2020 was a rough year for many people financially speaking. At this point, vaccines and lowering infection rates are beginning to indicate that brighter days are ahead. This has left many wondering how to start investing again.
Investing is an empowering activity that can help you feel in control of your financial future. If you’re feeling the itch to invest, but you aren’t sure how to do so, you’re not alone. Fortunately, there are both traditional and creative ways to invest your money.
You don’t need to save a million dollars tomorrow. Instead, use the following tips to restart strategizing, saving, and investing your hard-earned cash in the months ahead.
1. Start by Sizing Up Your Situation
Before you put a dollar into any long-term investment, it’s important to take some time to size up your current financial situation. You may not want to do this if you know that things are bad. The truth is, though, good or bad, you need to know your current financial status if you’re going to invest moving forward.
Review Your Finances
Start your review by going over your current finances. This should start with your budget.
Go over your personal budget. Make sure it is updated and reflects any income or expense changes that have taken place over the last year.
If you’re an entrepreneur, also review your business budget so that everything is balanced and well-understood.
Set Investment Goals
Once you have a solid idea of how your income and expenses look, you can start to develop an investment strategy. This should include three critical steps:
- Figure out how much you can invest on a regular basis.
- Automate your investment savings by setting up automatic deposits into a dedicated account.
- Focus on diversification to help spread out the risk.
All three of these activities are essential. Budgeting a reasonable amount is how you can start investing, no matter how tight your finances are. Automating those investments can help you stay accountable with your investment goals. Diversifying them can also help you avoid building up too much risk as you go along.
2. Consider Real Estate
Once your finances have been set in order and you have a good idea of how much you can invest, it’s time to start sizing up your options. One of the most iconic investing ideas out there is to put your money in real estate.
However, the current housing market is wildly overinflated. Folks are engaging in bidding wars, paying for houses above the asking price, and using cash. Unless you have a clear strategy, you want to avoid the real estate market for the time being.
That said, there are a couple of ways that you can still tap into the housing market’s investment potential. For instance, you can save up and buy a house to live in. If you can put money down and avoid overpaying, this can help you start to build equity for the future.
You can also try wholesale real estate. This takes place when you contract with a seller and agree to sell their home for an agreed-upon price. If you find a buyer who will pay more, you pocket the difference. Wholesale real estate is a great way to get real estate experience without too much up-front capital.
If you have some money to work with, you can also try flipping a home. Look for a property that isn’t selling but isn’t too much work to fix up. With the right resources and skills, you can repair it, update it, and sell it in a timely manner. This can turn your investment into a decent chunk of change.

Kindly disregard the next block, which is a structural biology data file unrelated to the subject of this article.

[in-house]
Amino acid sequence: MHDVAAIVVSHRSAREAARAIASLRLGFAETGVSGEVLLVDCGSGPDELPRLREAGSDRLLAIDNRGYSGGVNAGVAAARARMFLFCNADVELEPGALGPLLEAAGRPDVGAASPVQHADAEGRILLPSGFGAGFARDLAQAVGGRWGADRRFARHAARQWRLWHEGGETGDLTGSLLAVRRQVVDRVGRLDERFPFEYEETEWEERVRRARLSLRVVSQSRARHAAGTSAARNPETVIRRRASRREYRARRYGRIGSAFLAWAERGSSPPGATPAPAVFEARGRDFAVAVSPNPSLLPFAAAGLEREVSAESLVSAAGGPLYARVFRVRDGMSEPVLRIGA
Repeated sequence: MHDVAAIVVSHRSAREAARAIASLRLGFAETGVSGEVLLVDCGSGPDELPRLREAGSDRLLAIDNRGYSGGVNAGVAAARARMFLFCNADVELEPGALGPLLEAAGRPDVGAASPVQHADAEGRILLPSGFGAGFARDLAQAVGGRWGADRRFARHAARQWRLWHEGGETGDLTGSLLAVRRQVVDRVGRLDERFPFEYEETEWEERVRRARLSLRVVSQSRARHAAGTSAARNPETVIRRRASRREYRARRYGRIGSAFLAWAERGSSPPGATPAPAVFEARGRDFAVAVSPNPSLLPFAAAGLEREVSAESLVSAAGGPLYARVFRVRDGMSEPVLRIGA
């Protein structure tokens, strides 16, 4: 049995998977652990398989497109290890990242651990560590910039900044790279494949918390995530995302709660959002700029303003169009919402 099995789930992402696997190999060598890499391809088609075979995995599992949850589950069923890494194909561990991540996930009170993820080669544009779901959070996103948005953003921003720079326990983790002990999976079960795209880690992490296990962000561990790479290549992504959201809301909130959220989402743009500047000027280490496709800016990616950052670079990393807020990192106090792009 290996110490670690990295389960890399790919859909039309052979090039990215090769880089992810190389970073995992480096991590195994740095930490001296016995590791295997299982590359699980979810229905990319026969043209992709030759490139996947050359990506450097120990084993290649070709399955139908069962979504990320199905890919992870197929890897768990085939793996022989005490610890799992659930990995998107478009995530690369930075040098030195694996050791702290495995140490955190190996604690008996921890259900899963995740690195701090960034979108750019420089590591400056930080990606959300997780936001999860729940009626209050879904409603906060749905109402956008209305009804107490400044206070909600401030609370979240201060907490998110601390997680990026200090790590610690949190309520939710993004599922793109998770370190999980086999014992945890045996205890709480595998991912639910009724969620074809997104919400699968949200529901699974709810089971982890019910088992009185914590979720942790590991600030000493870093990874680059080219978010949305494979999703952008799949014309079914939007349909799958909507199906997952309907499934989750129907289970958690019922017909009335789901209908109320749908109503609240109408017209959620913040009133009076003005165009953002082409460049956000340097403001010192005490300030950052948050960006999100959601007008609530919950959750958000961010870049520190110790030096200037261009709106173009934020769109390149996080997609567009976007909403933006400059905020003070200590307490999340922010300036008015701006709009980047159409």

3. Invest in Stocks
Stocks are a great way to start investing your money. However, the stock market is at all-time highs right now, and investment should be done warily. Rather than taking major risks in the hopes of doubling your money in the next six months, look for minimalist investing opportunities.
For example, you can buy broad-market index funds that are very safe to work with. By opting for a broader fund like this, you can spread out the inherent risks that come with stock trading.
4. Review Traditional Options
It’s also worth looking into any retirement or investment options that you may not have utilized through your employer. For instance, if you have a 401(k) plan — especially one that matches contributions — you should start your investing there. Put in as much as you can to maximize matching contributions.
If you’re self-employed or don’t have an employer option, you can still use an IRA (individual retirement account) to invest on your own. While different in many ways, an IRA still provides a similar path toward a long-term retirement option. It is a great way to “set and forget” your investment. It can also be a safe way to avoid the temptation to cash out your investment along the way.
Regardless of the specific investment option that you choose, make sure to resist the temptation to make panic moves. Investing is a long-term game. It requires patience, focus, and a growth mindset. Treat initial investments as a learning opportunity. Find out what works and make note of the mistakes. Ask the right questions and keep up with industry developments or government policies that impact your investment. At the same time, avoid any unhealthy media consumption — such as social media — that can tempt you to make unwise emotional decisions.
Investing can be an overwhelming proposition. However, there are many ways that you can begin to get investing experience, even if you don’t have hundreds of thousands of dollars in your savings.
Start with your budget. From there, create an investing strategy. Make sure to diversify and choose from solid options like real estate, stocks, and retirement accounts. If you can begin to learn about investing in small doses now, you’ll be able to up your game as each year passes. And before you know it, you’ll have a serious chunk of change set aside as a safeguard against whatever the future may hold.